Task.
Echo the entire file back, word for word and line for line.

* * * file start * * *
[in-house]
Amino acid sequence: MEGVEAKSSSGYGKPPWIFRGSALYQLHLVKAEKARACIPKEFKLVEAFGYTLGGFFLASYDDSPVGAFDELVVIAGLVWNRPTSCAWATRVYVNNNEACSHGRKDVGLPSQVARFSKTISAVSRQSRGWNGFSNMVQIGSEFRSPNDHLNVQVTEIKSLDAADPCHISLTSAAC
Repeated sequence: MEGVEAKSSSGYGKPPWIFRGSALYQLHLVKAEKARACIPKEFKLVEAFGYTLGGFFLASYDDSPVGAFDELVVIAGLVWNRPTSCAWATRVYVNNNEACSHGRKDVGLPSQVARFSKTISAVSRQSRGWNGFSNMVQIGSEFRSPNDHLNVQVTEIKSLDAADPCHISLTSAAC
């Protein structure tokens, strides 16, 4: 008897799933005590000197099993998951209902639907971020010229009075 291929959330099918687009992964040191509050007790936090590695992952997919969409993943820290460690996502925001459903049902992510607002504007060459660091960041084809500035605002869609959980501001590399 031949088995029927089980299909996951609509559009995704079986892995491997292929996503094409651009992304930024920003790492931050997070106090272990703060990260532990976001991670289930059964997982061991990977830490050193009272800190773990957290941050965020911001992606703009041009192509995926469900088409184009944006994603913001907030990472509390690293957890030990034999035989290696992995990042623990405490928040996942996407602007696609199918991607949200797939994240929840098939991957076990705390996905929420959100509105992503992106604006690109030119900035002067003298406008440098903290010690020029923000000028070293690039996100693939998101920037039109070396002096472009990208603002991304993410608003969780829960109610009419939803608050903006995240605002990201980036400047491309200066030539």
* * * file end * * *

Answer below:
[in-house]
Amino acid sequence: MEGVEAKSSSGYGKPPWIFRGSALYQLHLVKAEKARACIPKEFKLVEAFGYTLGGFFLASYDDSPVGAFDELVVIAGLVWNRPTSCAWATRVYVNNNEACSHGRKDVGLPSQVARFSKTISAVSRQSRGWNGFSNMVQIGSEFRSPNDHLNVQVTEIKSLDAADPCHISLTSAAC
Repeated sequence: MEGVEAKSSSGYGKPPWIFRGSALYQLHLVKAEKARACIPKEFKLVEAFGYTLGGFFLASYDDSPVGAFDELVVIAGLVWNRPTSCAWATRVYVNNNEACSHGRKDVGLPSQVARFSKTISAVSRQSRGWNGFSNMVQIGSEFRSPNDHLNVQVTEIKSLDAADPCHISLTSAAC
């Protein structure tokens, strides 16, 4: 008897799933005590000197099993998951209902639907971020010229009075 291929959330099918687009992964040191509050007790936090590695992952997919969409993943820290460690996502925001459903049902992510607002504007060459660091960041084809500035605002869609959980501001590399 031949088995029927089980299909996951609509559009995704079986892995491997292929996503094409651009992304930024920003790492931050997070106090272990703060990260532990976001991670289930059964997982061991990977830490050193009272800190773990957290941050965020911001992606703009041009192509995926469900088409184009944006994603913001907030990472509390690293957890030990034999035989290696992995990042623990405490928040996942996407602007696609199918991607949200797939994240929840098939991957076990705390996905929420959100509105992503992106604006690109030119900035002067003298406008440098903290010690020029923000000028070293690039996100693939998101920037039109070396002096472009990208603002991304993410608003969780829960109610009419939803608050903006995240605002990201980036400047491309200066030539």